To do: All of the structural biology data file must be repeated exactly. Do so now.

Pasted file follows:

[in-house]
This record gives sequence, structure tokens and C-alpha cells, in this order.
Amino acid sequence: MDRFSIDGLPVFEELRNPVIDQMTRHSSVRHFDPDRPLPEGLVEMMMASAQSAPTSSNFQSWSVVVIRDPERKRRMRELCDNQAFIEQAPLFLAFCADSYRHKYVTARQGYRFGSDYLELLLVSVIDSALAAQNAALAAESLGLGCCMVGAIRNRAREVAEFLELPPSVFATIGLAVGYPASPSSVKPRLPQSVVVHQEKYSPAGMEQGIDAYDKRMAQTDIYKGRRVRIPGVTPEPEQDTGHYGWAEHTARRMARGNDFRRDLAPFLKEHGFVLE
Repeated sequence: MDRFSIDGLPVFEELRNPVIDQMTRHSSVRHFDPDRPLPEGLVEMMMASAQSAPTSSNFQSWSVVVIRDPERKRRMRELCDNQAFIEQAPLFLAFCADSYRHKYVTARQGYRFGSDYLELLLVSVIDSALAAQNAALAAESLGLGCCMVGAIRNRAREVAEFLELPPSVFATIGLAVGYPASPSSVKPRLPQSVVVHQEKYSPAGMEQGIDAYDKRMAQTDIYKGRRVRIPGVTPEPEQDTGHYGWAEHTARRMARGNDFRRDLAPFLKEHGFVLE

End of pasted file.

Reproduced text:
[in-house]
This record gives sequence, structure tokens and C-alpha cells, in this order.
Amino acid sequence: MDRFSIDGLPVFEELRNPVIDQMTRHSSVRHFDPDRPLPEGLVEMMMASAQSAPTSSNFQSWSVVVIRDPERKRRMRELCDNQAFIEQAPLFLAFCADSYRHKYVTARQGYRFGSDYLELLLVSVIDSALAAQNAALAAESLGLGCCMVGAIRNRAREVAEFLELPPSVFATIGLAVGYPASPSSVKPRLPQSVVVHQEKYSPAGMEQGIDAYDKRMAQTDIYKGRRVRIPGVTPEPEQDTGHYGWAEHTARRMARGNDFRRDLAPFLKEHGFVLE
Repeated sequence: MDRFSIDGLPVFEELRNPVIDQMTRHSSVRHFDPDRPLPEGLVEMMMASAQSAPTSSNFQSWSVVVIRDPERKRRMRELCDNQAFIEQAPLFLAFCADSYRHKYVTARQGYRFGSDYLELLLVSVIDSALAAQNAALAAESLGLGCCMVGAIRNRAREVAEFLELPPSVFATIGLAVGYPASPSSVKPRLPQSVVVHQEKYSPAGMEQGIDAYDKRMAQTDIYKGRRVRIPGVTPEPEQDTGHYGWAEHTARRMARGNDFRRDLAPFLKEHGFVLE